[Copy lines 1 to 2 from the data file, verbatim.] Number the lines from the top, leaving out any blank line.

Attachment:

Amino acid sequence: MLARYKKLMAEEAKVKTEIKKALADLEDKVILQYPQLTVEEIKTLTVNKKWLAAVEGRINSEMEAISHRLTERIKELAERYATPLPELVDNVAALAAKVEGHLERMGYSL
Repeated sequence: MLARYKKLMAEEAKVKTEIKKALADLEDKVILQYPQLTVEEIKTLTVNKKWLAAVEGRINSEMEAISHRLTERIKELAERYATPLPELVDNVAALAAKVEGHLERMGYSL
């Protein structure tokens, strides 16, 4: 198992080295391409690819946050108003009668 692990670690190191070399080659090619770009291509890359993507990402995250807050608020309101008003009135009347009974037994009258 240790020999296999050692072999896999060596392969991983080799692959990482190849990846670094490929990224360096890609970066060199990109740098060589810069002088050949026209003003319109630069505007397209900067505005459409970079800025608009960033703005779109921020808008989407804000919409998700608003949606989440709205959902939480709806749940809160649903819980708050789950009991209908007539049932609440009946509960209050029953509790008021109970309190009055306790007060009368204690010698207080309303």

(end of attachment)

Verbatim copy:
Amino acid sequence: MLARYKKLMAEEAKVKTEIKKALADLEDKVILQYPQLTVEEIKTLTVNKKWLAAVEGRINSEMEAISHRLTERIKELAERYATPLPELVDNVAALAAKVEGHLERMGYSL
Repeated sequence: MLARYKKLMAEEAKVKTEIKKALADLEDKVILQYPQLTVEEIKTLTVNKKWLAAVEGRINSEMEAISHRLTERIKELAERYATPLPELVDNVAALAAKVEGHLERMGYSL